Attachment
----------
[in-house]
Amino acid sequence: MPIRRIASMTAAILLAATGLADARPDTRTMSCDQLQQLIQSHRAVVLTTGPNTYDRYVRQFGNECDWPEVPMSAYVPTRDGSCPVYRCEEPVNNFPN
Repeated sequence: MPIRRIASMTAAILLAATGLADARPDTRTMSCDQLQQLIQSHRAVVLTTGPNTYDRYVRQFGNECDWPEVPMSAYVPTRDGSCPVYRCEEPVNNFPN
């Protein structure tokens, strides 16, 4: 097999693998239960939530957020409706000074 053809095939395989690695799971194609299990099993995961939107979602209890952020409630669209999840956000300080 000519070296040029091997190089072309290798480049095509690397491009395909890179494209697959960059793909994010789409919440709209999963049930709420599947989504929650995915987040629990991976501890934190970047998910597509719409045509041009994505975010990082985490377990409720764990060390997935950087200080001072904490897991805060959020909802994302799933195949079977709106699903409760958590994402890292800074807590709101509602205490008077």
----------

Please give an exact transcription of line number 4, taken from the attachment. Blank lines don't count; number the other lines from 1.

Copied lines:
């Protein structure tokens, strides 16, 4: 097999693998239960939530957020409706000074 053809095939395989690695799971194609299990099993995961939107979602209890952020409630669209999840956000300080 000519070296040029091997190089072309290798480049095509690397491009395909890179494209697959960059793909994010789409919440709209999963049930709420599947989504929650995915987040629990991976501890934190970047998910597509719409045509041009994505975010990082985490377990409720764990060390997935950087200080001072904490897991805060959020909802994302799933195949079977709106699903409760958590994402890292800074807590709101509602205490008077």